Saturday, November 09,
2019 / 05:00PM / By ARM Research
The US reported a decline in trade deficit to $52.5 billion in September, down $2.6 billion from $55 billion in August and in line with consensus expectation. The outturn mirrors faster decline in imports, which dropped by $4.4 billion to $258.4 billion, relative to exports (- $1.8 billion to $206 billion). Notably, US' deficit with China, Mexico, EU and Japan narrowed, while its deficit with Canada widened. China also released trade balance for October which showed an increase in trade surplus by $3.16 billion to $42.81 billion. This was spurred by a faster decline in im-ports than in exports. Exports were down $5.2 billion MoM (-2.4%) to $212.93 billion while imports fell by $8.4 billion MoM (-4.9%) to $170.1 billion. According to China's figures the October trade balance with the US swung by $0.54 billion, in China's favour, to give them a trade surplus of $26.42 billion. Meanwhile, optimism regarding trade talks went up a notch after Chinese officials stated progress was been made on negotiation which could see to a rollback of some previous tariffs placed by both parties.
This week, President Buhari delivered a memo which approved the extension of border closure with adjoined countries till 31st of January 2020. Against this backdrop, new conditions for reo-pening of the border were given by the minister of Foreign Affairs. In a bid to prevent dumping and ensure safeguard measures, the rule of origin for imports - a criteria needed to determine the national source of a product - must be adhered to. Hence, goods produced in ECOWAS member states must be in majority, while goods produced outside the region should have an added value above 30% by an ECOWAS country. Furthermore, repackaging of goods will not be condoned. It is worth mentioning that reopening of the border is largely hinged on agreements from the tripartite meeting between Niger, Benin Republic and Nigeria.
The Nigerian bourse ended the week in green as gains particularly on Monday (+41bps) and Friday (+48bps) trading muted losses observed every other day of the week. Consequently, the ASI as well as Market Cap increased by 8bps WoW to 26,314.49 pts and N10.3 billion respectively. Banking sector (+8.07%) anchored the gains while other sectors closed negative, with bulk of the decline seen in Personal Care (-20.45%) WoW. On stock performances, ACCESS (+17.95%), FCMB (+16.25%), UBA (+13.79%), GUARANTY (+13.49%), CCNN (+10.06%) recorded gains muting declines in UNILEVER (-26.59%), INTBREW (-25.4%) and DANGCEM (-2.47%) WoW amongst others.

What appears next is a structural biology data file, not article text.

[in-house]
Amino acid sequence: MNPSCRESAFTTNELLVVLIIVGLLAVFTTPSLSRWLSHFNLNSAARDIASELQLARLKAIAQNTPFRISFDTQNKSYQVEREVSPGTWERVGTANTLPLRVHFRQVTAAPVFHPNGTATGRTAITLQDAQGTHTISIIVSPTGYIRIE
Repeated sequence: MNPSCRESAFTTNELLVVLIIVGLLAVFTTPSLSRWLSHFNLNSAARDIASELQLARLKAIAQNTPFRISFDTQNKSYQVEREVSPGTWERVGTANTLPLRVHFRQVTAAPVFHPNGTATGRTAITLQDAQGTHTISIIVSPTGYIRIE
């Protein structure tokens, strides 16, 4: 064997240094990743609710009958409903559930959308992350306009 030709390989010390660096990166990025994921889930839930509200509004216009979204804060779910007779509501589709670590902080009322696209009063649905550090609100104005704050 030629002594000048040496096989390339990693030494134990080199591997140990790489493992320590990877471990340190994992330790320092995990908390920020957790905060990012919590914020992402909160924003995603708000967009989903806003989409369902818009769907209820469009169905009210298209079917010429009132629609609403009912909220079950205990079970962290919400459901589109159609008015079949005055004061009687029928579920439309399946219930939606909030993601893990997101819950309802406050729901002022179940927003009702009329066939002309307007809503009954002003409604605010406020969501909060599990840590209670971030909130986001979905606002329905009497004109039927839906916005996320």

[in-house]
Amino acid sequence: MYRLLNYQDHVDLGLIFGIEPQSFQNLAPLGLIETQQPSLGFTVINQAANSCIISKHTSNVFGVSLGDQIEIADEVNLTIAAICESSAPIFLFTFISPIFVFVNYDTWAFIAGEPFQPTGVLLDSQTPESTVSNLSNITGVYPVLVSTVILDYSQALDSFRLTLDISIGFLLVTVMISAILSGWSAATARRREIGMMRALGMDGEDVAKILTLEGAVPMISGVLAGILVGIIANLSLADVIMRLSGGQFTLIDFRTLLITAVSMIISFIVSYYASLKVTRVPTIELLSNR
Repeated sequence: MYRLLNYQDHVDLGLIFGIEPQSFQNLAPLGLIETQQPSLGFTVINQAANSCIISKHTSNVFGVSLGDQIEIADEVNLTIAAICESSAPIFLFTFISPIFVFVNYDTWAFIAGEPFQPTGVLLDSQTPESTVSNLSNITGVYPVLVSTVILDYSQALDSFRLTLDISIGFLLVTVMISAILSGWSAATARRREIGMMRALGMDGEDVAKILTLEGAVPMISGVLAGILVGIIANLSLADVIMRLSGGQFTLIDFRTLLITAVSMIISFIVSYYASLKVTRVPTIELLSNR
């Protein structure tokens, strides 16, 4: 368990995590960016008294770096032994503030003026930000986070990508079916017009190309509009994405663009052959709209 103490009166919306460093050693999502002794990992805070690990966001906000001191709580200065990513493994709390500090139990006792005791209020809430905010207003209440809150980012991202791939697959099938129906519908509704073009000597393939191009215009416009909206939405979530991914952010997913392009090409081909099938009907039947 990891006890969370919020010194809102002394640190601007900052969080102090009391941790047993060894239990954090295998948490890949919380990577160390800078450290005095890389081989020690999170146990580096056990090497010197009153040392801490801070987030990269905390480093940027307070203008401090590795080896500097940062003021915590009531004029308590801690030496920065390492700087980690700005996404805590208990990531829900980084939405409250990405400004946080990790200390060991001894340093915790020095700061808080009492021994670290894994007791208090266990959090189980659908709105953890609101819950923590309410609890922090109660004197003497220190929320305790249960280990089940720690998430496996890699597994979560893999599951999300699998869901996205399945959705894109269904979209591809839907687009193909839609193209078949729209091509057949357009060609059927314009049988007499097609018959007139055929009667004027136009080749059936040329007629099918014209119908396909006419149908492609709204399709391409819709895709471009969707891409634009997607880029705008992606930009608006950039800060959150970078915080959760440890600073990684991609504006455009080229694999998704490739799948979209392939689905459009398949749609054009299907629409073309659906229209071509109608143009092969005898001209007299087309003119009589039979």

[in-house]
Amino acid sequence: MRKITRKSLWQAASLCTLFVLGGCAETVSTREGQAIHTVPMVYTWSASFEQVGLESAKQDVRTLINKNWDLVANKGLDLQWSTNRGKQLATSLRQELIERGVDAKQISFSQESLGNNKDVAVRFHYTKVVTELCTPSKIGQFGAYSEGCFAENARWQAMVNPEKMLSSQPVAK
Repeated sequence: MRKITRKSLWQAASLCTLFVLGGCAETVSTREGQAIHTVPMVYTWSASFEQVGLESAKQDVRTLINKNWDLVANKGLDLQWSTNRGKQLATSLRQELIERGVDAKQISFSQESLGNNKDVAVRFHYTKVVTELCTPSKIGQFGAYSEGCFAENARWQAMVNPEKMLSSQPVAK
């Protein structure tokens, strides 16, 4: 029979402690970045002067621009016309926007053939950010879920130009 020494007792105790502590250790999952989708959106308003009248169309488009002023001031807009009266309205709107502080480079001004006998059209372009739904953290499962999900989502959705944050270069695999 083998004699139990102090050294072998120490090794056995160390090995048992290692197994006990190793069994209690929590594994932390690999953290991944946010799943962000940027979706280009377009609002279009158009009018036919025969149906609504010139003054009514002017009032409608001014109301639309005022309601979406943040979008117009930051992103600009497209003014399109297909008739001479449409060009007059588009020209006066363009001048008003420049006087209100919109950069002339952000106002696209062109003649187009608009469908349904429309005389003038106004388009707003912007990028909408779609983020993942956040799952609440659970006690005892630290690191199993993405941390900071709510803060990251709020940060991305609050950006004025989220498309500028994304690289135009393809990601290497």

Earlier today, the apex bank announced plans to increase participation in OMO secondary market in a bid to improve liquidity of the OMO bills. This will be done by providing one-way quotes for bills across all tenors. The announcement came a day after OMO auction on Thursday, wherein N300 billion worth of OMO bills was offered but was under-subscribed by N67.5 billion. Thus, only N232.5 billion was sold as against maturing bills of N365 billion, while the 1yr stop rate declined 2bps to 13.3%. In the secondary market, average yields recovered from last week's 58bps decline to close this week 19bps higher at 12.98%. This was driven by contrasting performances at both ends of the curve - bonds declined by 28bps WoW to 12.89% while NTBs rose 66bps WoW to 13.08%.
Take-Away For The Week
Foreign Currency flows through the IEW ($'bn)
This week, we feature foreign currency flows through the Investors and Exporters Window (IEW). Despite outflows softening over the month of October, inflows declined at a faster pace mirroring decline in offshore flows. Consequently, the IEW saw a net outflow over the month.
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